So users who wanted to go for a new phone and are a lit­tle brand con­scious had no choice but to go for Sam­sung. Be­sides, the com­pany had launched nu­mer­ous prod­ucts rang­ing var­i­ous price points for all kind of cus­tomers. It also brought some ‘firsts’ to the In­dian mar­ket. The most re­mark­able was the launch of the Galaxy Note, a hy­brid prod­uct be­tween smart­phone and a tablet. It saw huge de­mand in the mar­ket. The Galaxy S se­ries phones have been do­ing re­mark­ably well for last two years.

Black­Berry maker, RIM saw a dif­fi­cult time in the last fis­cal, not only in In­dia but also glob­ally. Man­age­ment is­sues, prod­uct fail­ure, and lack of any de­fined USP let the Cana­dian com­pany down. Though the com­pany tried the eas­i­est trick to catch up with the mar­ket and to gain cus­tomer loy­alty, by low­er­ing prices, not many were im­pressed. How­ever con­tin­u­ing the trend of the last fis­cal, its en­try model de­vices saw huge trac­tion in FY12.

An­other Korean com­pany—LG— seemed to be obliv­i­ous to what is hap­pen­ing in the In­dian mar­ket. Once among the top three most pop­u­lar phones in the coun­try, the com­pany had some­how missed the bus and has been los­ing mar­ket share con­sis­tently. In its In­dian busi­ness, the com­pany does not have a clear seg­men­ta­tion for its mo­bile phone busi­ness, though the ar­eas of op­er­a­tions like home ap­pli­ances and elec­tron­ics are a brand to reckon with. The only mod­els that the com­pany saw some sales are in its Op­ti­mus range. The com­pany too did not launch many mod­els dur­ing last fis­cal.

The Tai­wanese hand­set maker HTC, how­ever, is tak­ing long strides in the In­dian mar­ket. It has been grow­ing at more than 100% for the last few years. High qual­ity prod­ucts, less af­ter-sale is­sues and a clear de­mar­ca­tion in smart­phones, make the com­pany a clear choice for most of the smart­phone buy­ers.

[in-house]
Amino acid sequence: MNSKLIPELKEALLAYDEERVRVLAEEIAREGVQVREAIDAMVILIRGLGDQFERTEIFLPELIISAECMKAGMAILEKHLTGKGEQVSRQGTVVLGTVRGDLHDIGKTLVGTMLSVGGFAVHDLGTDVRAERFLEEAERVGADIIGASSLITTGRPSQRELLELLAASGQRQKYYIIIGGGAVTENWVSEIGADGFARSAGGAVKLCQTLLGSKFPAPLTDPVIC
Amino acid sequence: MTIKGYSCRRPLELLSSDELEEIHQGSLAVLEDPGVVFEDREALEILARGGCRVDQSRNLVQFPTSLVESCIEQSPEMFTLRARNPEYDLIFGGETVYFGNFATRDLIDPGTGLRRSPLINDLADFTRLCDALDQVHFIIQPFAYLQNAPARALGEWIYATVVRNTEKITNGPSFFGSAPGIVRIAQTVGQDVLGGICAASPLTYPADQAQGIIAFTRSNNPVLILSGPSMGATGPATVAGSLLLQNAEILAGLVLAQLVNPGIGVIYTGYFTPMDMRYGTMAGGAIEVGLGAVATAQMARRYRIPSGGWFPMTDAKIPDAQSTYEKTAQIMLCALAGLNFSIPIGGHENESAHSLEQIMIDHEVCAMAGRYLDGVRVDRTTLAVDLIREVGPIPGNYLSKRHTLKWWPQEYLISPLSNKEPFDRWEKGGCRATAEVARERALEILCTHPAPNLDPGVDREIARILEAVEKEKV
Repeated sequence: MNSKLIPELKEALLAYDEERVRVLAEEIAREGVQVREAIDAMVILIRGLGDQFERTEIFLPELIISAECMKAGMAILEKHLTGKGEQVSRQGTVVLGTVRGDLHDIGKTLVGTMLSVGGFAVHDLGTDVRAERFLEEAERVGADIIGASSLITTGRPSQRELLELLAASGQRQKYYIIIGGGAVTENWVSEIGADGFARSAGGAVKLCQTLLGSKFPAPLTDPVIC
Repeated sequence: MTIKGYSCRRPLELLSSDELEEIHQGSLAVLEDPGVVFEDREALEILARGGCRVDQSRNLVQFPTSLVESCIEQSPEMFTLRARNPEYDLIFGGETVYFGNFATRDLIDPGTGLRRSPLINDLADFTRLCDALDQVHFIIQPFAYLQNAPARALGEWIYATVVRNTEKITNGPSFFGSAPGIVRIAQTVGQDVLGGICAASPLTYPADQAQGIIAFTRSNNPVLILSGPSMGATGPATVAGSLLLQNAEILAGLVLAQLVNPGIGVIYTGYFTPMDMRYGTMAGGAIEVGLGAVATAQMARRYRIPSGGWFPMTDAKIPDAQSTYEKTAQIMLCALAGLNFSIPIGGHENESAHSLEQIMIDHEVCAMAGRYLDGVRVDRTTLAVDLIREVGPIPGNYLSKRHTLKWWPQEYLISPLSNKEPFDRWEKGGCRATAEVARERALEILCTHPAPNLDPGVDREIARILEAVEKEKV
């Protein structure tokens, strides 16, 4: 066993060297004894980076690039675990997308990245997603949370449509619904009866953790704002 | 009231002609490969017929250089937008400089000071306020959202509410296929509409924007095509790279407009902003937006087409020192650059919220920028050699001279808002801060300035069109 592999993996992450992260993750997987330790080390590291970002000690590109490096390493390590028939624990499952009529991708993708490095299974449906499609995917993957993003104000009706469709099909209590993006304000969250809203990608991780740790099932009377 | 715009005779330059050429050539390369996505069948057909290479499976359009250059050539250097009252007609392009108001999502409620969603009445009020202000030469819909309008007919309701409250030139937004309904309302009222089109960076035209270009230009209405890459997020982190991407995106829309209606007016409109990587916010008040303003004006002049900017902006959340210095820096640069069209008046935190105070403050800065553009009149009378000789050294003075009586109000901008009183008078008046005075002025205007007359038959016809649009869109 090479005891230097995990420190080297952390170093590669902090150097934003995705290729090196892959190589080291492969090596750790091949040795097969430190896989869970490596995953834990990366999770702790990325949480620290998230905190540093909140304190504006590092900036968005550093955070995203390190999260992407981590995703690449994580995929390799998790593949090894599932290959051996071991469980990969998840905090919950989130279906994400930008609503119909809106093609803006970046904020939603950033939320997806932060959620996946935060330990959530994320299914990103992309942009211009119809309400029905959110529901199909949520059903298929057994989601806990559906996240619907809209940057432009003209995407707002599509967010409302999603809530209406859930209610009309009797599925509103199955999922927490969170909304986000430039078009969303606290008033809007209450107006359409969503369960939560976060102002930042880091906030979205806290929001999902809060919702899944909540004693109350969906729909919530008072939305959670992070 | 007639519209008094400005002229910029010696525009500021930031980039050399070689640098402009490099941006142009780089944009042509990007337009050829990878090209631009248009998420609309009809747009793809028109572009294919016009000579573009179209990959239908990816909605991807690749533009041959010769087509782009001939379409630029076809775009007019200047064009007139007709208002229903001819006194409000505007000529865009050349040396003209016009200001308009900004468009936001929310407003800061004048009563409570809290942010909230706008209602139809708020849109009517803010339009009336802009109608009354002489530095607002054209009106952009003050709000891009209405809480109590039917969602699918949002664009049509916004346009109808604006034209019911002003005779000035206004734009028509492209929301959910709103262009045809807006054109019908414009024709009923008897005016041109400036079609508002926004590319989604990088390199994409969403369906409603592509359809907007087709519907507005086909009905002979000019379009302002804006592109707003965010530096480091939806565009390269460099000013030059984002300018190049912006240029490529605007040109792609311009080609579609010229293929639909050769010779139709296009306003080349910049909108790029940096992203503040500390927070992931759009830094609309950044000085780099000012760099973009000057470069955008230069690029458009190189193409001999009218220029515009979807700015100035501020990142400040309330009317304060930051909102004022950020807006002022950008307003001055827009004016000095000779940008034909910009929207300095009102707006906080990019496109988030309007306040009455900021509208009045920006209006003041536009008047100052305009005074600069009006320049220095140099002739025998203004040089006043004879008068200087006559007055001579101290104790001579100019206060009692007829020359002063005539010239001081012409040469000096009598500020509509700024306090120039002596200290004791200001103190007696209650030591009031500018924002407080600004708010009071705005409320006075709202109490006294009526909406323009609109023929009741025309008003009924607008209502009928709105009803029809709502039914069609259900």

The sit­u­a­tion with the In­dian hand­set com­pa­nies were no bet­ter. Most of them have dis­ap­peared from the scene, bar­ring Mi­cro­max, Kar­bonn, Maxx, and Lava. Mi­cro­max’s per­for­mance was al­most flat in FY12, as it tried to re­align its busi­nesses. The av­er­age sell­ing price of most of the In­dian hand­set com­pa­nies went down in­clud­ing that of Mi­cro­max. Kar­bonn phones, how­ever, saw huge de­mands in the B and C cat­e­gory cities. In vol­ume terms, it sold more phones than its near com­peti­tors like Mi­cro­max. Lava phones did not see much growth.

Fu­ture: Back to Square One

The In­dian hand­set mar­ket, once in­un­dated with more than 200 brands, have now come down to 10-15 brands. It is ex­pected to com­plete the con­sol­i­da­tion process in the next fis­cal and the mar­ket will be again catered by by far five or six brands. The ear­lier ‘top five’ com­pa­nies like Nokia, Sam­sung, LG, Mo­torola, and Sony Eric­s­son might not be the next five in com­ing times but the mar­ket would be served by sim­i­lar num­ber of play­ers. The new en­trants to the top five could be HTC, Mi­cro­max, and Sony Eric­s­son, be­sides Nokia and Sam­sung.

gyanas@cy­ber­me­dia.co.in